How to Invest in Stocks by Rule One

According to the always interesting investment icon Warren Buffett and the newer but also successful investor, author and speaker Phil Town, Rule One is easy: Never lose money. Rule Two is equally straightforward: Always remember Rule One. Buffett's investment strategies still evoke some criticism from those who love the "excitement" of frequent trades. However, even for those who believe Buffett's prime strategy, buy and hold, is a bit boring, Town is a Buffett disciple and has the riches to prove Rule One works.

Step 1

Set your criteria for potential stock buys. Rule One investing suggests that you find fundamentally strong companies, projecting long-term success. Look for companies that have been somewhat ignored by the market. Your personal investing criteria for companies that meet these basic requirements is your option. Whether you use another proven expert's methodology, such as Phil Town's Rule #1, or develop your own criteria checklist, this should be your initial step.

Step 2

Compare stock prices. The second component of Rule One investing is to buy stocks that appear to be under-priced as compared to their rank on your criteria checklist. Comparing stock prices of companies that score well on your criteria checklist will display those that meet the under-priced component. You typically learn that the best buys are suffering significant price decreases. Rule One investing alerts you that these are buy signals since the stock is available at a discount.

Step 3

Examine the critical company financial data and ratios that signify good investments. These include return on investment capital, sales revenue and growth; increasing earnings per share; true company book value; and unencumbered cash flow. While these ratios will be modest, the Rule One investing key is that these numbers should be growing consistently.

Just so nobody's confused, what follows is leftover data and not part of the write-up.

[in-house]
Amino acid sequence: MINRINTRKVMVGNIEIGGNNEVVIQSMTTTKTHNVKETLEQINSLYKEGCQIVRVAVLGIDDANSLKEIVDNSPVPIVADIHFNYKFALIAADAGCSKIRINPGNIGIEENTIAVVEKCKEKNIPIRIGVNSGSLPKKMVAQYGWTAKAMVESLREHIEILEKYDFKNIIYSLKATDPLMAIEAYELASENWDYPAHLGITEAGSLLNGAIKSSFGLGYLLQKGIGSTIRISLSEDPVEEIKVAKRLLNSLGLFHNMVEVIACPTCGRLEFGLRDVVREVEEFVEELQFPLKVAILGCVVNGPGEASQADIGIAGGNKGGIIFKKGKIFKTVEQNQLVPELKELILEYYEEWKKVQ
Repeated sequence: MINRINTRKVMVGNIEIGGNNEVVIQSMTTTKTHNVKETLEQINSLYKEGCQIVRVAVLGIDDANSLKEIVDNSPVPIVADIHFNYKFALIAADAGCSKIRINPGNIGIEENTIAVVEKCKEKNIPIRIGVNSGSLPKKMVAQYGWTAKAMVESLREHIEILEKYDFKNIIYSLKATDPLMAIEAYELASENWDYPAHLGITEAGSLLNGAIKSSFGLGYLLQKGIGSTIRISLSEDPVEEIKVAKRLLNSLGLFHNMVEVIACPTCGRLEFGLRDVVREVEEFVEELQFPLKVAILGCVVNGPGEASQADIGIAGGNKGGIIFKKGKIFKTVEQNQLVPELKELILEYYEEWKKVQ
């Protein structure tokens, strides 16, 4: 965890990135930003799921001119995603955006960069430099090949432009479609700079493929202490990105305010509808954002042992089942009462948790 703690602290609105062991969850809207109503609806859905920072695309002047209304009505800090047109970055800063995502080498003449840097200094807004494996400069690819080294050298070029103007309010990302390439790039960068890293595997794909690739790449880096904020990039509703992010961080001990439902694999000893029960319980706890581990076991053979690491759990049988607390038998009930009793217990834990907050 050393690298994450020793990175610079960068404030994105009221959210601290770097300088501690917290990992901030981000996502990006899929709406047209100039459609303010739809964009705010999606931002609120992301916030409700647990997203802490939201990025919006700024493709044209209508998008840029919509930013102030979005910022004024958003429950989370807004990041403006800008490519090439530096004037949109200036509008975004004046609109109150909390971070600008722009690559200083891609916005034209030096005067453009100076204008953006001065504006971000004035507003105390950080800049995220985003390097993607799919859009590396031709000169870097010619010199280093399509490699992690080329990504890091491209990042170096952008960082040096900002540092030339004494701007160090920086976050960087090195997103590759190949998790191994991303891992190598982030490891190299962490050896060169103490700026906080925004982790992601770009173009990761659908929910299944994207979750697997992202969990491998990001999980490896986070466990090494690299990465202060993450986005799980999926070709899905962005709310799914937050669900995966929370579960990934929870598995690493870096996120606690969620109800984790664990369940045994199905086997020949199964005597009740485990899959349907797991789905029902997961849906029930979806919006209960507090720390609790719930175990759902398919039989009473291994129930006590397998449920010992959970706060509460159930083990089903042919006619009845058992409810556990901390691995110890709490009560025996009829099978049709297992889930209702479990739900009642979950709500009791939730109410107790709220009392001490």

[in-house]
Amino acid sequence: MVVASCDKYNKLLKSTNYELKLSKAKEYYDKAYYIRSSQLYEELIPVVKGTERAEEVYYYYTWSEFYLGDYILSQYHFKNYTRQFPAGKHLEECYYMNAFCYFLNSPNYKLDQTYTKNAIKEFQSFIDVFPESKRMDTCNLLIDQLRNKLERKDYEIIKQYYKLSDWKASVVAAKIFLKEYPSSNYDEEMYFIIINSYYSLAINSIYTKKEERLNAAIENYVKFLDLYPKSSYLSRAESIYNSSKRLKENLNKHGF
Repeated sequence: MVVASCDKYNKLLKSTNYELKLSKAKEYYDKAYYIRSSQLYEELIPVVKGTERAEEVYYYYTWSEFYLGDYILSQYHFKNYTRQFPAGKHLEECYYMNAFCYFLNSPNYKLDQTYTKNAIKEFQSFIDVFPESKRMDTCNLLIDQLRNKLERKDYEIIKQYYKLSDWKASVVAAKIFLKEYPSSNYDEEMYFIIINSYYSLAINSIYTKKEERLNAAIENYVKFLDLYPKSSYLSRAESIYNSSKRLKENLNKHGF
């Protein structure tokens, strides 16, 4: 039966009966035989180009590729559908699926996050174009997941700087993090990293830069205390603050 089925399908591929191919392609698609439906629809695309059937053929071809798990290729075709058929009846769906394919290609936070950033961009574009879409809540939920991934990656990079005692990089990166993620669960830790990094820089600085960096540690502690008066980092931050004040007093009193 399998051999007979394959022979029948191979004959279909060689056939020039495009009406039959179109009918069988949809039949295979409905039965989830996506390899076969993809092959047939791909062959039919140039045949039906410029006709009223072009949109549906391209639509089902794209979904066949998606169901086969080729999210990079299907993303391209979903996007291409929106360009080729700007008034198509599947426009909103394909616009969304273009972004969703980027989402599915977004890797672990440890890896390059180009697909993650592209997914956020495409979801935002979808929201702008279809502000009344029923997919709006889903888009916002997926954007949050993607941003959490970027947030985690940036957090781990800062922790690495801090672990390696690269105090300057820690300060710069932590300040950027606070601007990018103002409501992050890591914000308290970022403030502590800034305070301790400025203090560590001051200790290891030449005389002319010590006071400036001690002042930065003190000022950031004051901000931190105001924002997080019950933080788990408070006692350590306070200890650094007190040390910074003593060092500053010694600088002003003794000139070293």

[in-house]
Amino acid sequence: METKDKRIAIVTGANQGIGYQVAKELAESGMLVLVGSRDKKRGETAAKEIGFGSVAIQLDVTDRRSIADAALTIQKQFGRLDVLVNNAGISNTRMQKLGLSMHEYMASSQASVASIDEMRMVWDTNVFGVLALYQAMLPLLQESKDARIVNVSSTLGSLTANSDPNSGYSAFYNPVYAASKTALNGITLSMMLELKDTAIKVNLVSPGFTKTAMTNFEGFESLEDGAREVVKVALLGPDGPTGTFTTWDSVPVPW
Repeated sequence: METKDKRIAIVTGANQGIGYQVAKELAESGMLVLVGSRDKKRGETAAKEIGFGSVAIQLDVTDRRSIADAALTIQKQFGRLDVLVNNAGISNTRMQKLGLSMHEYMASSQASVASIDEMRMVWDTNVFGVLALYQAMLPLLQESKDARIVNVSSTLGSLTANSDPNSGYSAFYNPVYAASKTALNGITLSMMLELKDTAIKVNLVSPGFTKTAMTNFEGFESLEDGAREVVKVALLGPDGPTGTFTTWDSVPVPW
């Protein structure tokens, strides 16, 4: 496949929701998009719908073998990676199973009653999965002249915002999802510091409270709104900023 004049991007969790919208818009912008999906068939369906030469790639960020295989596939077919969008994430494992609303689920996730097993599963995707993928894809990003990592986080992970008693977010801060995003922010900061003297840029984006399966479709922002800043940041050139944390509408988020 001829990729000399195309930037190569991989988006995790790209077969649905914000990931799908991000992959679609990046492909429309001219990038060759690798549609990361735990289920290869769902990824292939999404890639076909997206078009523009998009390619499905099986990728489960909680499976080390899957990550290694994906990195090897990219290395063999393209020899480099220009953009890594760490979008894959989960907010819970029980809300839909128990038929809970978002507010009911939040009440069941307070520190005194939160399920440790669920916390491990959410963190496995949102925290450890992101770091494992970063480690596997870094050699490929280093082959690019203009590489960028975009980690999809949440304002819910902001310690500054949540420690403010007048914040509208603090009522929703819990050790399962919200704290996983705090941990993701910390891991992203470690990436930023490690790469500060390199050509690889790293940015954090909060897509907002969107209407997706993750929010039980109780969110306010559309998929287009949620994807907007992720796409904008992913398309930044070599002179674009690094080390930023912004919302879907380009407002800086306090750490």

Step 4

Evaluate management quality. You must be satisfied that current management is sufficiently talented to take the company to the success you project -- and want. All the product, financial and apparent market strength on the planet can be negated by mediocre management teams. Conversely, strong management teams only enhance the probability of success, particularly for fundamentally sound organizations.

Step 5

Prepare to sell if your carefully selected company encounters problems. While Rule One investing is a buy and hold strategy, unexpected operational, marketing and financial problems can turn a stable, growing company into a risky adventure. If this happens, your Rule One program can become a buy and hold, then sell strategy. Remember Rule Two: Always remember Rule One. Do not lose money by holding stock in a company that's in a declining spiral.

Tip

  • Follow the sequence of identifying sound companies and then comparing stock prices as buy and hold strategies, like Rule One, depend on fundamentally solid organizations.

Warning

  • Don't be tempted to sell as your Rule One stock increases in price. This buy and hold strategy typically indicates sell only when companies face serious problems. Don't fall in love with your companies. Unlike day traders, buy and hold investors often get to know their companies. Love can be blind in personal relationships and Rule One investing. Remain objective and dispassionate.

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